what is greenspan trying to say?, page-2

  1. 5,447 Posts.
    Greenspan Says Oil Unlikely to Trigger Inflation (Update3) Listen
    Oct. 15 (Bloomberg) -- Oil prices aren't high enough to trigger inflation and slow growth like the U.S. experienced in prior oil shocks, Federal Reserve Chairman Alan Greenspan said.

    ``The impact of the current surge in oil prices, though noticeable, is likely to prove less consequential to economic growth and inflation than in the 1970s,'' Greenspan said in the text of remarks to the National Italian American Foundation in Washington. ``The risk of more serious negative consequences would intensify if oil prices were to move materially higher.''

    Futures trading through 2010 shows that ``part of the recent rise in spot prices is expected to wash out over the longer run,'' Greenspan said. Crude oil prices reached a record $54.88 a barrel in New York yesterday after rising about 70 percent in 12 months. Greenspan said he was confident technology will help reduce energy dependence in coming years.

    Demand for fixed-income assets weakened as investors viewed Greenspan's comments as a sign the Fed will continue on a path of what it calls ``measured'' increases in its benchmark interest rate. The Fed raised interest rates three times this year, to 1.75 percent from 1 percent in June.

    ``The chairman has consistently told us that the rise in oil is a depressing force on the economy,'' said Mark Spindel, who manages $13 billion in debt securities as chief investment officer at International Finance Corp., an arm of the World Bank in Washington. ``He mentioned inflation once in 13 pages. He's been very sanguine.''

    Market Reaction

    The benchmark U.S. 10-year Treasury note fell, 11/16 point, pushing its yield up 4 basis points to 4.07 percent at 1:44 p.m. in New York. Crude oil futures fell 11 cents to $54.65 a barrel on the New York Mercantile Exchange, after hitting a record $54.88 yesterday. Prices rose every week since Sept. 13 when Hurricane Ivan crossed the Gulf of Mexico.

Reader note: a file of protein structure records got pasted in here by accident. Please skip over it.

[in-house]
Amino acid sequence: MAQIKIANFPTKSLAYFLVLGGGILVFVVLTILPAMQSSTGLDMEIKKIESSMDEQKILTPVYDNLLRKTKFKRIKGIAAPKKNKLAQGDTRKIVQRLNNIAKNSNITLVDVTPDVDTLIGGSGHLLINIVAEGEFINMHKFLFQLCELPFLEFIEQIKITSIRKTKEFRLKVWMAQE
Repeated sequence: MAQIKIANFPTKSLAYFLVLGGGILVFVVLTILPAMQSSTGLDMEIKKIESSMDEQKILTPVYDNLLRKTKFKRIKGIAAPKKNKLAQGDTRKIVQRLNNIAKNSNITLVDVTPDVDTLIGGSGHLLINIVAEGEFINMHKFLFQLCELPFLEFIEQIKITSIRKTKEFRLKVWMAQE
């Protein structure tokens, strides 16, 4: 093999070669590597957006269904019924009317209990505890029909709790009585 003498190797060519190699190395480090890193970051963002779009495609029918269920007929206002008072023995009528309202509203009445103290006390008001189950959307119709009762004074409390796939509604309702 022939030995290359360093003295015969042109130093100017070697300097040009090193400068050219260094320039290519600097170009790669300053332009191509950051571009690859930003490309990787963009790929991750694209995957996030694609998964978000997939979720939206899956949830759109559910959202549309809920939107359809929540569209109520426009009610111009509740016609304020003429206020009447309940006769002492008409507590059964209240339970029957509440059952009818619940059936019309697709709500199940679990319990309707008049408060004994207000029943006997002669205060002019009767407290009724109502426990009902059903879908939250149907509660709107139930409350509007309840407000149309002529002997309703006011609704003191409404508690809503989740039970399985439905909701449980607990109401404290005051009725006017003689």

``The Federal Reserve seems to be looking at oil prices as a greater threat to growth than inflation at this point,'' said Lynn Reaser, chief economist at Banc of America Capital Markets.

    Federal Reserve Governor Edward Gramlich was the last Fed official who gave a formal speech on oil. On Sept. 16, he said the Fed may need to raise rates to limit inflation effects from oil, even at the cost of a temporary rise in unemployment. Higher inflation is the ``worst possible outcome,'' Gramlich said.

    Prior Oil Shocks

    Greenspan said oil prices at their current level aren't hitting the economy as hard as in previous oil shocks. The 78-year- old central banker was chairman of the President's Council of Economic Advisers from 1974 through 1977.

    Prices surged in 1974, after an oil embargo that followed the Arab-Israeli war. The average cost of oil used by U.S. refiners was $35.24 a barrel in 1981, according to the Energy Department, or $73.39 in today's dollars.

    ``We're getting to the point where you can no longer say we're nowhere near those peaks,'' said Nigel Gault, research director at Global Insight Inc., an economic forecasting firm in Lexington, Massachusetts. ``If we keep going, then this is getting serious.''